With so many different kinds of milk available these days, goat’s milk may not even be on your radar. Which is a shame! Goat’s milk is easy to digest due to its A2 protein and lower lactose content, as well as its smaller fat particles that are easily broken down by the body. Goat’s milk is also rich in minerals such as calcium, iron, and copper. You can even use it on your skin! The lactic acid can promote the growth of new cell layers. Unfortunately, though, it does not last as long as cow’s milk does, particularly if it is stored incorrectly.
So, is there a best way to store goat’s milk? There sure is. Let’s take a look.
How To Store Goat Milk
Storing goat’s milk can be a bit more challenging compared to cow’s milk due to its shorter shelf life. It also varies depending on whether you have store-bought or farm-fresh goat’s milk. For both, the best container to store goat’s milk is in glass jars. Glass containers, unlike plastic, do not retain odors that may affect the taste of the milk. The jars should be kept somewhere other than the refrigerator door, as this tends to fluctuate in temperature.
The process for preparing and storing fresh goat’s milk from your farm is a little different, as it needs to be chilled as fast as possible. A basic step-by-step is:
- Before milking the goats, place sterilized quart-size glass jars in the refrigerator to chill.
- After milking, immediately bring the bucket of fresh goat milk into the house.
- Set the milk bucket in a sink of ice water to keep it cool.
- Take out the chilled Mason jars from the refrigerator and prepare to strain the milk.
- Strain the milk and remove any foreign objects.
- Place the strainer inside the cold glass jars and slowly pour the milk into the strainer.
- Once strained, top the jars with lids and put them in the freezer for 30 minutes.
- After 30 minutes, move the jars to the coldest shelf of the refrigerator.
- Monitor the time to ensure you don’t forget to move the milk to the fridge.
Can You Freeze Goat Milk?
Yes, you can freeze fresh goat milk! Here’s how:
1. Strain the milk and transfer it to freezer bags with a zipper top.
2. Write the date on the bag and leave some space for the milk to expand as it freezes.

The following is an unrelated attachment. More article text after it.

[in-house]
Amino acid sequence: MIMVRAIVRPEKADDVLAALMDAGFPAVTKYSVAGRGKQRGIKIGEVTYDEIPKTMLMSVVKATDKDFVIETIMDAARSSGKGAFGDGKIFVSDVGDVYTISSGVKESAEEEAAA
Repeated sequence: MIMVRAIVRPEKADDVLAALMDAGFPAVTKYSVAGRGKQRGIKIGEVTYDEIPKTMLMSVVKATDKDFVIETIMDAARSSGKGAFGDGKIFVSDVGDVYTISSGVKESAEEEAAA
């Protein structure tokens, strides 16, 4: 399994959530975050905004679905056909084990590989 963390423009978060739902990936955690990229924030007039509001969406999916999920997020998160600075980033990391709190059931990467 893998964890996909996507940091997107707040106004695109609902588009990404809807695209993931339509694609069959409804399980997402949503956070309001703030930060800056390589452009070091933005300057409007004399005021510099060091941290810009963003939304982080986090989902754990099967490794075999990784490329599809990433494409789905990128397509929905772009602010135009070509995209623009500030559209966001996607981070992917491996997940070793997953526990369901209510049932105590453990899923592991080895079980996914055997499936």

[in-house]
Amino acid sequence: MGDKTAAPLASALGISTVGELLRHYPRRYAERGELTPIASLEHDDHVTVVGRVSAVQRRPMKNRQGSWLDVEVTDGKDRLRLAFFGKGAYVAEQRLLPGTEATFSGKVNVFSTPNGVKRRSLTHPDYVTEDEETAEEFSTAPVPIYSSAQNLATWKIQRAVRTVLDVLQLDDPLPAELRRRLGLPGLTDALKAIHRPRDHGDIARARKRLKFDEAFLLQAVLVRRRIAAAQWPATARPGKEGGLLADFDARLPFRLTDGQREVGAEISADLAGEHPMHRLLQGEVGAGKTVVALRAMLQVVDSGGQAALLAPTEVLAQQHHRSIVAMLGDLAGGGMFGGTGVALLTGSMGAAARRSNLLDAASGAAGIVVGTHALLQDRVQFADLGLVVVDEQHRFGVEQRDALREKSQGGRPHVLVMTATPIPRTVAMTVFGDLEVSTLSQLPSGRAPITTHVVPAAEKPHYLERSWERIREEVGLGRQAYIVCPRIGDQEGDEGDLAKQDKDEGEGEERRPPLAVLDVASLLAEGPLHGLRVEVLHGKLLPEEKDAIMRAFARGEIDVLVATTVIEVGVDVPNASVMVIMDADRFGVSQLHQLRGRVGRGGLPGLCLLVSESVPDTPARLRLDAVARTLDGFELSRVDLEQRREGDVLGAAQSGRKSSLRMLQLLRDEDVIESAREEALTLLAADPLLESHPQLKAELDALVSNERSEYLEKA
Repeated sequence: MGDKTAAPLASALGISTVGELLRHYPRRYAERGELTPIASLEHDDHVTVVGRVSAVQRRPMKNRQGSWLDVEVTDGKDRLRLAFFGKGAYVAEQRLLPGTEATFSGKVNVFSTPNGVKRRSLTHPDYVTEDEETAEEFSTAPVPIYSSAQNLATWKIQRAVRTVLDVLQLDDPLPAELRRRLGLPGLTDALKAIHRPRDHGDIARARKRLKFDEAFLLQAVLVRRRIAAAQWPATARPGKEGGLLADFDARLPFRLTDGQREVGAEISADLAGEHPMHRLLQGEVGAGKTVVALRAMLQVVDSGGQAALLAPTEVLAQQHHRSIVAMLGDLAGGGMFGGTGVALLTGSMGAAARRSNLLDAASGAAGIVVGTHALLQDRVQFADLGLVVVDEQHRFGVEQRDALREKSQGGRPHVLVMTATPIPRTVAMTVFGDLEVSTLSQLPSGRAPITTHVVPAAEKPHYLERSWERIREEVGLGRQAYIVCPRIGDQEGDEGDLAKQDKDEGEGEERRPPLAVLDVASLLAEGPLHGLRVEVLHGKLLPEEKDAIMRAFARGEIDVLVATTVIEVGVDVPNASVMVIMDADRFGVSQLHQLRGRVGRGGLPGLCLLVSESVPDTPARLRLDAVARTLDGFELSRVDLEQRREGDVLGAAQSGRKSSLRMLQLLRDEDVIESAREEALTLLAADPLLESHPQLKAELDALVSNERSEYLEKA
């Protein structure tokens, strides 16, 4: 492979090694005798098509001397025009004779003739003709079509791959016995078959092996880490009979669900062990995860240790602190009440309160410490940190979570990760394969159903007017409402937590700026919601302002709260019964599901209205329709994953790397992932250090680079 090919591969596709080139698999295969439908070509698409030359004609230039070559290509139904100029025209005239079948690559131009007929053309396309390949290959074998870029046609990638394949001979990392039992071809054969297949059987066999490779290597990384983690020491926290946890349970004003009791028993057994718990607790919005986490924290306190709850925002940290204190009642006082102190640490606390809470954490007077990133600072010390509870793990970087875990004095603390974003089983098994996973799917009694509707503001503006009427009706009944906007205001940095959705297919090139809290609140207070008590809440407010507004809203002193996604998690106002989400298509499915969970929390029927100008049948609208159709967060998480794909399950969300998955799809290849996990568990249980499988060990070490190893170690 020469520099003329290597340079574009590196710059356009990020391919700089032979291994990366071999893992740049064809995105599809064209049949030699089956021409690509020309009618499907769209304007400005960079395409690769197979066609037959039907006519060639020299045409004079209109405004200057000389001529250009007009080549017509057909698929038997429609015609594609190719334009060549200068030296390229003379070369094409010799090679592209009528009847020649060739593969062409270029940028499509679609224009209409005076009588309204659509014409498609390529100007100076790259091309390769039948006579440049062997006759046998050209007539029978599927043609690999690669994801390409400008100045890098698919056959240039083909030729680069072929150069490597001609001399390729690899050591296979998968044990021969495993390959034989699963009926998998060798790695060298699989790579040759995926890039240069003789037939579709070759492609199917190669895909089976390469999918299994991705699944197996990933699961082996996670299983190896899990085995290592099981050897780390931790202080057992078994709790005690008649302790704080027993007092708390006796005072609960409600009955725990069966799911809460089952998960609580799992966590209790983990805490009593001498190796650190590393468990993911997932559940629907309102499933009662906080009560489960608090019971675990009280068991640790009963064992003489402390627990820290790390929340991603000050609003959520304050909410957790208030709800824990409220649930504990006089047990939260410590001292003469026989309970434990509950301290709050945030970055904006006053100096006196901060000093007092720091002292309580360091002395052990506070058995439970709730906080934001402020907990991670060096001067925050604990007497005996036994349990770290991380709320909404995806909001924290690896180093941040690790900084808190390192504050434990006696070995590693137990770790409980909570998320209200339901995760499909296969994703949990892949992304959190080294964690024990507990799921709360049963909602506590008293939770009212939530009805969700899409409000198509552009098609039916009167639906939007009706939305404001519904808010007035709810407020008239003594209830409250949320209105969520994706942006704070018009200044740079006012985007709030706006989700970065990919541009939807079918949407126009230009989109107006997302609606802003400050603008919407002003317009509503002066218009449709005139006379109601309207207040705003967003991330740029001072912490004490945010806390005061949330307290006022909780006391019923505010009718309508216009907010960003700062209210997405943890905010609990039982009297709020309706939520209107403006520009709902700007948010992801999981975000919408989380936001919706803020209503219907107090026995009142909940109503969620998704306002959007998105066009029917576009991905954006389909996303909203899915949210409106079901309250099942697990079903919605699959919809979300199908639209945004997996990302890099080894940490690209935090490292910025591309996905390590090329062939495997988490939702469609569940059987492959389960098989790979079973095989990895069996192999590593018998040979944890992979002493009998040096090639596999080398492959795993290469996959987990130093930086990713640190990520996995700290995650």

3. Freeze the milk on the day of purchase and store it at -18°C.
If you have excess milk that can’t be consumed before it spoils, freezing it is an excellent solution. While whole-fat milk can be frozen, you may observe a more noticeable taste difference compared to low-fat or fat-free milk. Thawed milk stays fresh for up to 10 days in the fridge and can be divided and refrozen as necessary.
How To Defrost Goat Milk
To defrost goat’s milk, transfer it from the freezer to the refrigerator and allow around 12 hours for thawing. For optimal results, thaw it completely in the fridge and give it a good shake before you use it in case any separation has occurred. If there is a bit of separation that a shake doesn’t solve, you can blend it for a minute with an immersion blender.
To minimize the risk of bacterial growth, always thaw milk in the refrigerator rather than at room temperature.
How Long Does Goat Milk Last?
Fresh goat’s milk will, on average, last 3 to 5 days in the fridge and six months to a year if frozen (though it is best to use within one month). Store-bought milk may have a different expiry date, so it is best to go with whatever is printed on the label. The colder and more consistent the temperature is, the longer the milk is likely to last. Sometimes, it can even last a couple of weeks!
How To Know When Goat Milk Is Rancid?
Spoiled goat’s milk has an odor that can only be described as ‘unique’. You should be able to tell with just a little sniff if it has turned sour. The smell when it is rancid is soooo much more potent than when cow’s milk is bad! You can also check for lumps. Usually, being able to tell when goat’s milk is rancid is a simple task.
If you accidentally drink the spoiled milk, wait to see if you have any symptoms aside from offended taste buds before panicking. If you remain symptom-free, there is no cause for concern. Consuming a small sip of spoiled milk is unlikely to cause serious issues. However, consuming larger amounts of spoiled milk can lead to symptoms you might have with a foodborne illness. If those symptoms last more than 24 hours, get yourself to the doctor.
Goat milk requires minimal processing compared to cow’s milk as it is naturally homogenized, meaning it doesn’t separate like cow’s milk does when it is non-homogenized.
In my opinion, There isn’t a best time, though milk does contain tryptophan, which can help promote sleep if you have it in the evening. However, if you are lactose intolerant or have a milk allergy, it’s best to avoid drinking milk altogether.
Goat milk is rich in fatty acids that aid in skin barrier repair, probiotics that promote normal skin flora growth, and vitamin A and lactic acid for gentle exfoliation. When applied topically, it can be beneficial for the skin. Drinking goat’s milk may not be suitable for your skin, though, as some studies have linked milk consumption with acne.
Goat milk can be transformed into loads of things, including cheese, yogurt, buttermilk, ice cream, frozen yogurt, butter, and condensed and powdered products.
Indeed, goat’s milk boasts smaller fat globules, which means a faster and more efficient digestive process. It also contains a protein that is more readily digestible in comparison to cow’s milk protein.